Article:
And while you have some educated people who can stay because they own a business or can fill one of those few professional positions in a remote poor rural place, and some educated people who just choose to stay and make the community their life rather than pursue a career, many do leave.
So in both urban and rural places you get all the social ills that accompany deep poverty in poor places. You get young people making bad decisions like dropping out of school, having children too young before a couple has the capacity to form a stable family, and getting into drugs or other trouble with the law. And these are decisions that not only hurt the individuals and their capacity to lead good lives, but also undermine a community.
Davis: Demographic shifts will affect our country's workforce and economic development strategies in the next several decades. What are some of the key demographic projections for rural areas over the next decade?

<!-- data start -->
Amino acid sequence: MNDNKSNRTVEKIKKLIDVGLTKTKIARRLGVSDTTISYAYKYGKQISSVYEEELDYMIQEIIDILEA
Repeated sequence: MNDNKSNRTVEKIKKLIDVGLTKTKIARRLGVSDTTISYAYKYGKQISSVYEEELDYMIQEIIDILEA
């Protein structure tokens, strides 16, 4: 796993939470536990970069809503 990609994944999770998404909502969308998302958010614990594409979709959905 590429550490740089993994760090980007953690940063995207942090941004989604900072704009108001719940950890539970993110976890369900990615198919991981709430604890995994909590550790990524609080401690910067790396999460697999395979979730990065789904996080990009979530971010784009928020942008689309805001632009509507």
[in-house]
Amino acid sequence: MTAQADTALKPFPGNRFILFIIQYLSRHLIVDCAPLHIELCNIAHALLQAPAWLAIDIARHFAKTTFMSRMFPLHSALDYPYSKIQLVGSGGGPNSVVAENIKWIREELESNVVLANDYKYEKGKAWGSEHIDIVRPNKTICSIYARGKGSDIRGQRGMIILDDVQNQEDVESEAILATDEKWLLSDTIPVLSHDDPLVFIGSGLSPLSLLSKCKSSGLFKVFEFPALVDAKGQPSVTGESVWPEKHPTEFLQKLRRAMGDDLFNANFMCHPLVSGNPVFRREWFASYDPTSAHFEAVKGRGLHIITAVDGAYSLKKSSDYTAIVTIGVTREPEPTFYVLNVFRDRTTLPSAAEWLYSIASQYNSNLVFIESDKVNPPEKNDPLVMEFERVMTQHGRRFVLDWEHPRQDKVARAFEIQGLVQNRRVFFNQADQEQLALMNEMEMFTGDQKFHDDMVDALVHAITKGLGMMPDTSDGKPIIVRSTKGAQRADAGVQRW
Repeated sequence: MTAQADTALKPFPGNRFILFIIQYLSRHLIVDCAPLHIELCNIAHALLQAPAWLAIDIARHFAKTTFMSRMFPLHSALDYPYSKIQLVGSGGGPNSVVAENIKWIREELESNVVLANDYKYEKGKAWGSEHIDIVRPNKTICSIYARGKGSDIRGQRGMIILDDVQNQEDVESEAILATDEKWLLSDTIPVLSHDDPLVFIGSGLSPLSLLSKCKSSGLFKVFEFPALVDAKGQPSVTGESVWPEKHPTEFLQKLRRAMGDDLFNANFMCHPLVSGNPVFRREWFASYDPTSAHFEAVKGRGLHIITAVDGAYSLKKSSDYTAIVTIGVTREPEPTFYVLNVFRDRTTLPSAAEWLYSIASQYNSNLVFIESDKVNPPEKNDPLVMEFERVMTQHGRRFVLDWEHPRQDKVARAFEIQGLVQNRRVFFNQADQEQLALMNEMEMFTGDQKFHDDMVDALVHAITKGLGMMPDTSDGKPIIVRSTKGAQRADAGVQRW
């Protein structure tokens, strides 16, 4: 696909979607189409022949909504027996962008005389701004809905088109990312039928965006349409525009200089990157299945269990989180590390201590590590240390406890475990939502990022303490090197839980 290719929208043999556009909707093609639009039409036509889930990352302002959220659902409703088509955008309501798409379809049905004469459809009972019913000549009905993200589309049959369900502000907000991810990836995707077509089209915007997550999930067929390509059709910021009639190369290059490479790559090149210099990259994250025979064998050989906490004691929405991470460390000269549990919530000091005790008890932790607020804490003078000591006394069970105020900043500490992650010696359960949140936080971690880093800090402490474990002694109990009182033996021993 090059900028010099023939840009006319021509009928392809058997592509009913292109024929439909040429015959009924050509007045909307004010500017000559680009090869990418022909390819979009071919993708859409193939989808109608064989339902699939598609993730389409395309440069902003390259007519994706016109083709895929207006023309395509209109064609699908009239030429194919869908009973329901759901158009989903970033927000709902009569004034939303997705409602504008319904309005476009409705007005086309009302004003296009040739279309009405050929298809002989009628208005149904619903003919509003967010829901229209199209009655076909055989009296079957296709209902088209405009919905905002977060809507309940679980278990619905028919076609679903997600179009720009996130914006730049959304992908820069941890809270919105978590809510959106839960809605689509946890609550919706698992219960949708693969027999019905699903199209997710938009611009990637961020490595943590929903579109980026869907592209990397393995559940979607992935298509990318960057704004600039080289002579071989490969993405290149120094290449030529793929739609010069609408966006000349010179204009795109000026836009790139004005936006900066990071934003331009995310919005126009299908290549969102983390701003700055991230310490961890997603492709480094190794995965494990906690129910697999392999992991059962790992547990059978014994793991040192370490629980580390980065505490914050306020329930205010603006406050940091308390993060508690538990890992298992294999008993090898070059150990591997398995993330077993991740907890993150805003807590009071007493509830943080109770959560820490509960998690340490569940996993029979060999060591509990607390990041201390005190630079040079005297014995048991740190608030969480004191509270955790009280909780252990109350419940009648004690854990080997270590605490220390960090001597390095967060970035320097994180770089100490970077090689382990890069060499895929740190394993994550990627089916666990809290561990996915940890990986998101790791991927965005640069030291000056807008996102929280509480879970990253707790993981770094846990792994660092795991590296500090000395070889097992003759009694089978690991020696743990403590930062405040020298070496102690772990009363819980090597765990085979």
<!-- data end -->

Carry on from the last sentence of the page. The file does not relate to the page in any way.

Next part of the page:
Duncan: Not surprisingly, with the brain drain issues we have already discussed, the loss of the 20-, 30-, and 40-somethings who are so critical to local development is a critical demographic shift. It's one that's been going on for a long time, but maybe has increased as many rural jobs have begun to, through either globalization or technological improvements, we've seen those jobs decline. The other thing is that we do have the aging of rural communities: more and more people getting older, more and more places where demographers are seeing deaths outnumber births. So demographic shifts are critical for development opportunities in the future.